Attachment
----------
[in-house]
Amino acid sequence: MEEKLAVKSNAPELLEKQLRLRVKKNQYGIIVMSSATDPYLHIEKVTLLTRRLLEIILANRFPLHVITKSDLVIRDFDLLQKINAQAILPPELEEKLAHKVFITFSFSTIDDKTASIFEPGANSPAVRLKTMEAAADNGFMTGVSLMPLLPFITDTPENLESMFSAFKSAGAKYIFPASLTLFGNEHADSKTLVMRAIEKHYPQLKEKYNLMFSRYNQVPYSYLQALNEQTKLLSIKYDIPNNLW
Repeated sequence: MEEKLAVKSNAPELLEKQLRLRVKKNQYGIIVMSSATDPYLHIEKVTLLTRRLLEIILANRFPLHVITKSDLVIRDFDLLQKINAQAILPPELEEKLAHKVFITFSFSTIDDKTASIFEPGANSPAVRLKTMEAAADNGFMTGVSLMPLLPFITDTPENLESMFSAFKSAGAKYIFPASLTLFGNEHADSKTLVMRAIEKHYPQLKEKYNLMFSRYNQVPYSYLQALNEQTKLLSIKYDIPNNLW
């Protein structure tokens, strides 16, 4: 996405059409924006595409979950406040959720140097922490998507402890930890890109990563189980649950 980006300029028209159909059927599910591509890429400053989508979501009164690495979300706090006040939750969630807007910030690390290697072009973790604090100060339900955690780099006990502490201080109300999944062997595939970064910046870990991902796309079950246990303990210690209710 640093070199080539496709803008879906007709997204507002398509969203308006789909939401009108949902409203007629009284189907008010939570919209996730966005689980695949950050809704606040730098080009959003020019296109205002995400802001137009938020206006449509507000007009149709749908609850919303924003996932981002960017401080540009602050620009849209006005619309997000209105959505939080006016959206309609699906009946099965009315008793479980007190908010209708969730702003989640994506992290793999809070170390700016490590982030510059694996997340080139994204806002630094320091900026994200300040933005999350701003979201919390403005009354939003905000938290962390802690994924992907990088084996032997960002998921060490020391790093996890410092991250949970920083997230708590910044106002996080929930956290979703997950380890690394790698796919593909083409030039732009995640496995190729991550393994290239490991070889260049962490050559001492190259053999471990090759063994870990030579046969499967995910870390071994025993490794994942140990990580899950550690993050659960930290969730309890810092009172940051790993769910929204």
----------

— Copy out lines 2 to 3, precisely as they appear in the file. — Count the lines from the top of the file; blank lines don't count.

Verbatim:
Amino acid sequence: MEEKLAVKSNAPELLEKQLRLRVKKNQYGIIVMSSATDPYLHIEKVTLLTRRLLEIILANRFPLHVITKSDLVIRDFDLLQKINAQAILPPELEEKLAHKVFITFSFSTIDDKTASIFEPGANSPAVRLKTMEAAADNGFMTGVSLMPLLPFITDTPENLESMFSAFKSAGAKYIFPASLTLFGNEHADSKTLVMRAIEKHYPQLKEKYNLMFSRYNQVPYSYLQALNEQTKLLSIKYDIPNNLW
Repeated sequence: MEEKLAVKSNAPELLEKQLRLRVKKNQYGIIVMSSATDPYLHIEKVTLLTRRLLEIILANRFPLHVITKSDLVIRDFDLLQKINAQAILPPELEEKLAHKVFITFSFSTIDDKTASIFEPGANSPAVRLKTMEAAADNGFMTGVSLMPLLPFITDTPENLESMFSAFKSAGAKYIFPASLTLFGNEHADSKTLVMRAIEKHYPQLKEKYNLMFSRYNQVPYSYLQALNEQTKLLSIKYDIPNNLW